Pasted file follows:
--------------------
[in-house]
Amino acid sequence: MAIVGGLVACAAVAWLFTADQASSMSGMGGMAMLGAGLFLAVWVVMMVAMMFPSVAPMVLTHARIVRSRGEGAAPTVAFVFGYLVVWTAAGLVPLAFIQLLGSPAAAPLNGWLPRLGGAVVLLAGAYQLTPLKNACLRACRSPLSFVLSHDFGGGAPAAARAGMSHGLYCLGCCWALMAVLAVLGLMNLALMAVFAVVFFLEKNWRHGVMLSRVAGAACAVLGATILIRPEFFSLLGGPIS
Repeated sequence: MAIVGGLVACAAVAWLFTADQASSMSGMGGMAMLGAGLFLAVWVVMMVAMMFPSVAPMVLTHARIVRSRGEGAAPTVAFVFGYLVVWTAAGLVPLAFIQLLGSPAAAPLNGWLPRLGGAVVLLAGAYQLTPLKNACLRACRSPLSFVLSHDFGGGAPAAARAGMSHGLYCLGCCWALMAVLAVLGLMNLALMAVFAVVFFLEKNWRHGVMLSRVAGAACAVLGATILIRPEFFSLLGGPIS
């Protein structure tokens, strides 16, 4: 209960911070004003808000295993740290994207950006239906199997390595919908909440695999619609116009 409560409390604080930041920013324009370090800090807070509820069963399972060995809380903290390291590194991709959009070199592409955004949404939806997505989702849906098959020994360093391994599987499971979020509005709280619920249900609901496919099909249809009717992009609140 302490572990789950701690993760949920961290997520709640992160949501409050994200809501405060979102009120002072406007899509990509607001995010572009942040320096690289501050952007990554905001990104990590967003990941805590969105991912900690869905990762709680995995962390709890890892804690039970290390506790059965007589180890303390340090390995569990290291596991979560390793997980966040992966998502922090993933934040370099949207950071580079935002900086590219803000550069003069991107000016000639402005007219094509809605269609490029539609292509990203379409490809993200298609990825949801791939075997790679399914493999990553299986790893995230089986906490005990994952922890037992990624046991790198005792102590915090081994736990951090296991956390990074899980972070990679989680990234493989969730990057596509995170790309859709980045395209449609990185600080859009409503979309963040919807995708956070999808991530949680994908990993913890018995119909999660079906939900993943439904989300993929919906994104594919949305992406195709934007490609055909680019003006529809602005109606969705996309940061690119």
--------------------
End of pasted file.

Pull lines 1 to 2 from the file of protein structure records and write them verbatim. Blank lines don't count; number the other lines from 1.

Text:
[in-house]
Amino acid sequence: MAIVGGLVACAAVAWLFTADQASSMSGMGGMAMLGAGLFLAVWVVMMVAMMFPSVAPMVLTHARIVRSRGEGAAPTVAFVFGYLVVWTAAGLVPLAFIQLLGSPAAAPLNGWLPRLGGAVVLLAGAYQLTPLKNACLRACRSPLSFVLSHDFGGGAPAAARAGMSHGLYCLGCCWALMAVLAVLGLMNLALMAVFAVVFFLEKNWRHGVMLSRVAGAACAVLGATILIRPEFFSLLGGPIS